The birds of Houston have mistaken our third floor balcony for a bird sanctuary. The former residents of our home did nothing to discourage this, but we have paraded several experts through our bedroom to study the small balcony and offer suggestions. Our efforts to decrease the bird population (and resulting huge mess) came to a halt last spring when a nest with an egg appeared on the floor of the balcony. Even though we had been actively trying to get rid of the birds, we enjoyed peaking through the blinds on the door to check the progress of the egg. Finally it hatched and we watched the tiny bird grow. I actually fretted if I thought Mama was spending too much time away from her baby. One day when I checked, the nest was empty. The Mama had successfully launched her newborn. Over the rest of the year, we managed to decrease the number of birds making our tiny balcony their home perch, but the floor of the balcony was still available. This spring, a new nest, this time with two eggs, appeared in exactly the same spot as last year. Once again, several times a day I would peak through the blinds to check the progress of the two eggs. Finally, two tiny birds appeared. Every time I checked after that, Mama was firmly perched on her nest. Then yesterday, Mama was gone, and I could see one very still baby bird in the nest. I knew it was dead, but nonetheless I checked several more times in case the baby bird had been “sleeping.” But no, the baby bird was really dead. And that is a harsh truth – babies of all species sometimes die.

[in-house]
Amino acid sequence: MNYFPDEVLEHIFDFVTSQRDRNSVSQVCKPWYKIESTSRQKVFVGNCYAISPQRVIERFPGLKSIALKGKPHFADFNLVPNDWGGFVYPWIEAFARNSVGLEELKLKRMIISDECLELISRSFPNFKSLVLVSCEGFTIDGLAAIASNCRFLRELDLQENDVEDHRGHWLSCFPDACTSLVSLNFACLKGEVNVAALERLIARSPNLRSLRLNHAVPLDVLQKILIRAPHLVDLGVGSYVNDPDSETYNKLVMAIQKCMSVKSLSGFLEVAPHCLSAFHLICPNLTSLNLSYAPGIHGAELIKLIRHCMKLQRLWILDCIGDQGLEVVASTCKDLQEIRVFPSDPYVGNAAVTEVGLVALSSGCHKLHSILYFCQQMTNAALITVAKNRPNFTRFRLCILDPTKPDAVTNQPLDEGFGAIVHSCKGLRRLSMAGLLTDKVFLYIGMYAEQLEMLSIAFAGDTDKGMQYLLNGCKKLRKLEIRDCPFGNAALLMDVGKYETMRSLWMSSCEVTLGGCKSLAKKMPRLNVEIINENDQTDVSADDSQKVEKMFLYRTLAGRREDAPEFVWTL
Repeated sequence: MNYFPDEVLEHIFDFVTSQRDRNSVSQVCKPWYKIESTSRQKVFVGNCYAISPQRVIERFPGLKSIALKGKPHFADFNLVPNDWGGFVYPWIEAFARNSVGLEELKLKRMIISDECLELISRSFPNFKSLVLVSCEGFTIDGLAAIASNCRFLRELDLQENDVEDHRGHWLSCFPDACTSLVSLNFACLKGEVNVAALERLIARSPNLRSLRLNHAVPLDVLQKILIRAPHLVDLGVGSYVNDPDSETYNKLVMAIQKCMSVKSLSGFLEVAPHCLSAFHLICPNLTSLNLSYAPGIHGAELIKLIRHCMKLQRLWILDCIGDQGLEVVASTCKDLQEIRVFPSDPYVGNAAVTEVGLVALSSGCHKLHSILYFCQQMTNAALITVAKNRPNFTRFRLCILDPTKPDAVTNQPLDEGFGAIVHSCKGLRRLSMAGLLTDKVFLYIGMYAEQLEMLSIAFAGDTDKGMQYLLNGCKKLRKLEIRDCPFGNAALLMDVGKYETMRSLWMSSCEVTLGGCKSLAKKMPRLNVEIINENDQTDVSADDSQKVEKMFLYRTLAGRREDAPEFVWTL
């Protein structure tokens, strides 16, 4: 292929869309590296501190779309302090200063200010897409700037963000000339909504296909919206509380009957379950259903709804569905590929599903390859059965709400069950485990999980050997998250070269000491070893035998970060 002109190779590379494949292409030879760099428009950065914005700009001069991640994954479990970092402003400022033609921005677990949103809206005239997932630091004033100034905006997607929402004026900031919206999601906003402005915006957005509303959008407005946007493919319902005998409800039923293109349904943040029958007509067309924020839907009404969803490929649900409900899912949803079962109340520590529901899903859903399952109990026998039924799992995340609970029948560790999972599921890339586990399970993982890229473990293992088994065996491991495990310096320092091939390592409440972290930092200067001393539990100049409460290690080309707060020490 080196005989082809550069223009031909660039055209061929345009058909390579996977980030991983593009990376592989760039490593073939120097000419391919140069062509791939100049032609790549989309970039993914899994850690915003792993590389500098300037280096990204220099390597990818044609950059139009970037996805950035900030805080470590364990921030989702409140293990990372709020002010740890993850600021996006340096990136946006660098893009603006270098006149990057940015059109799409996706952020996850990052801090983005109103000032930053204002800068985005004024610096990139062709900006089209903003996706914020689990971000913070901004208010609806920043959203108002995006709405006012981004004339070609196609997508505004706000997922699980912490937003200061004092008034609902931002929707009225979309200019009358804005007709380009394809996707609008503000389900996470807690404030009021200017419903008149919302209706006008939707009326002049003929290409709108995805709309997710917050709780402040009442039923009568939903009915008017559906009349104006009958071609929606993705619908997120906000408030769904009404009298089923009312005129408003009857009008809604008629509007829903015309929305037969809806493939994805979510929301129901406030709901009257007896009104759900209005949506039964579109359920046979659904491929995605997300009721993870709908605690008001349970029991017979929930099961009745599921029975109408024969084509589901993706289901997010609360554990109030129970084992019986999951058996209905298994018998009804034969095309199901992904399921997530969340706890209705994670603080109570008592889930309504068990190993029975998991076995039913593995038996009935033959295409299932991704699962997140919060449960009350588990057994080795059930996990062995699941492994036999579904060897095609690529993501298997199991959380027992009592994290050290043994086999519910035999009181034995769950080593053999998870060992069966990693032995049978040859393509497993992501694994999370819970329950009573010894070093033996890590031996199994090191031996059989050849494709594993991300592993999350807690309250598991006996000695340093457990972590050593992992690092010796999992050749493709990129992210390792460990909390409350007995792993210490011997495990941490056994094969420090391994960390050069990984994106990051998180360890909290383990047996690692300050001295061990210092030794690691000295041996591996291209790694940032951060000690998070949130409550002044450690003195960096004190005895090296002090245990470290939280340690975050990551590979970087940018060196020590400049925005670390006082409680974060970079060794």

There is nothing that a pregnant woman fears more than losing her baby. Thus, there has been a major set-back for TOLAC/VBAC (trial of labor after cesarean/vaginal birth after cesarean) with the publication of two recent studies in PLos Medicine. Henci Goer has done an excellent job of analyzing both studies and explaining why the conclusion heralded in press – that VBAC is always more dangerous than elective repeat cesarean – is wrong. In 2010, the National Institutes of Health convened an expert panel who studied the risks and benefits of TOLAC/VBAC. One of their important conclusions was that evidence indicates that the risk of uterine rupture during TOLAC/VBAC is statistically about the same as the risk of a major complication happening to a nulliparous (first birth) woman. The difficult truth is that there is some risk during every pregnancy; a woman who has had a previous cesarean has increased risks for both herself and her baby whether she chooses TOLAC/VBAC or repeat cesarean surgery. The more cesareans that she has, the higher the risks. As a society and as childbirth educators, we need to do a better job of acknowledging that sometimes, despite everyone’s best efforts, complications and even deaths occur. We need to spend some time in every series on unexpected outcomes and grieving. We have chosen a field that mostly has happy endings. But we have to recognize that all tragedies cannot be prevented and present our students with a realistic picture of pregnancy, labor and birth and of the risks associated with each.